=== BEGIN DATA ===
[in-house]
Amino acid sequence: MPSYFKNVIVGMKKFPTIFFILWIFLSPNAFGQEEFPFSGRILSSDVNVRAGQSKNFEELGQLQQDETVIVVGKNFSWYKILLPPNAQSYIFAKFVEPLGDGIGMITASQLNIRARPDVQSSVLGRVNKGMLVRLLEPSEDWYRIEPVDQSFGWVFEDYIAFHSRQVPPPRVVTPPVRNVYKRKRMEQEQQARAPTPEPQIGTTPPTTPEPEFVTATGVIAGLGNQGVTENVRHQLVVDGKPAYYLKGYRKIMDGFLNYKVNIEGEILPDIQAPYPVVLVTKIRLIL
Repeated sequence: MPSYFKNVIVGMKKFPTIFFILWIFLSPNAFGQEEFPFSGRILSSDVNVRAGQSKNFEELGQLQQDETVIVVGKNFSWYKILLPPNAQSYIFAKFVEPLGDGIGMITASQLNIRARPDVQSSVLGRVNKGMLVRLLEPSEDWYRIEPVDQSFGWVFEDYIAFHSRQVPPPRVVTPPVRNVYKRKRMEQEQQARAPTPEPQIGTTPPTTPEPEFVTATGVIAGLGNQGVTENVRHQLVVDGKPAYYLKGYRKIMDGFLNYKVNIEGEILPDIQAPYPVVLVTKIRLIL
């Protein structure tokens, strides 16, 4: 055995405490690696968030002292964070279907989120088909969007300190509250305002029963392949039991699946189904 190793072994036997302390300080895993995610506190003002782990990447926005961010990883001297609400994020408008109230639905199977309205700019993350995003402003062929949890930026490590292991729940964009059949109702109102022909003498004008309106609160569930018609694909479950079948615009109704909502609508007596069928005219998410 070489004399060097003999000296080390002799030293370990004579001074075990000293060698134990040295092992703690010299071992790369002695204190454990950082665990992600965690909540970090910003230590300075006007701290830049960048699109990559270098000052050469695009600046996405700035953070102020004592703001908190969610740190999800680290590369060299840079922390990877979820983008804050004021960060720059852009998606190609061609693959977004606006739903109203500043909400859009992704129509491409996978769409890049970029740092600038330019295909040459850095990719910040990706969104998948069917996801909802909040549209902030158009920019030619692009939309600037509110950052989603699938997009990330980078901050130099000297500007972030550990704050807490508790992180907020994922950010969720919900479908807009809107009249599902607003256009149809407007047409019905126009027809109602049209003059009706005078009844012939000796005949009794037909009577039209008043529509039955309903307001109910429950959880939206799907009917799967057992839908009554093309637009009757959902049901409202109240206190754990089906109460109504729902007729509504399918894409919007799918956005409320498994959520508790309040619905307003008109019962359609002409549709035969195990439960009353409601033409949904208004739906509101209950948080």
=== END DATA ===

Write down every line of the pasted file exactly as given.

[in-house]
Amino acid sequence: MPSYFKNVIVGMKKFPTIFFILWIFLSPNAFGQEEFPFSGRILSSDVNVRAGQSKNFEELGQLQQDETVIVVGKNFSWYKILLPPNAQSYIFAKFVEPLGDGIGMITASQLNIRARPDVQSSVLGRVNKGMLVRLLEPSEDWYRIEPVDQSFGWVFEDYIAFHSRQVPPPRVVTPPVRNVYKRKRMEQEQQARAPTPEPQIGTTPPTTPEPEFVTATGVIAGLGNQGVTENVRHQLVVDGKPAYYLKGYRKIMDGFLNYKVNIEGEILPDIQAPYPVVLVTKIRLIL
Repeated sequence: MPSYFKNVIVGMKKFPTIFFILWIFLSPNAFGQEEFPFSGRILSSDVNVRAGQSKNFEELGQLQQDETVIVVGKNFSWYKILLPPNAQSYIFAKFVEPLGDGIGMITASQLNIRARPDVQSSVLGRVNKGMLVRLLEPSEDWYRIEPVDQSFGWVFEDYIAFHSRQVPPPRVVTPPVRNVYKRKRMEQEQQARAPTPEPQIGTTPPTTPEPEFVTATGVIAGLGNQGVTENVRHQLVVDGKPAYYLKGYRKIMDGFLNYKVNIEGEILPDIQAPYPVVLVTKIRLIL
């Protein structure tokens, strides 16, 4: 055995405490690696968030002292964070279907989120088909969007300190509250305002029963392949039991699946189904 190793072994036997302390300080895993995610506190003002782990990447926005961010990883001297609400994020408008109230639905199977309205700019993350995003402003062929949890930026490590292991729940964009059949109702109102022909003498004008309106609160569930018609694909479950079948615009109704909502609508007596069928005219998410 070489004399060097003999000296080390002799030293370990004579001074075990000293060698134990040295092992703690010299071992790369002695204190454990950082665990992600965690909540970090910003230590300075006007701290830049960048699109990559270098000052050469695009600046996405700035953070102020004592703001908190969610740190999800680290590369060299840079922390990877979820983008804050004021960060720059852009998606190609061609693959977004606006739903109203500043909400859009992704129509491409996978769409890049970029740092600038330019295909040459850095990719910040990706969104998948069917996801909802909040549209902030158009920019030619692009939309600037509110950052989603699938997009990330980078901050130099000297500007972030550990704050807490508790992180907020994922950010969720919900479908807009809107009249599902607003256009149809407007047409019905126009027809109602049209003059009706005078009844012939000796005949009794037909009577039209008043529509039955309903307001109910429950959880939206799907009917799967057992839908009554093309637009009757959902049901409202109240206190754990089906109460109504729902007729509504399918894409919007799918956005409320498994959520508790309040619905307003008109019962359609002409549709035969195990439960009353409601033409949904208004739906509101209950948080």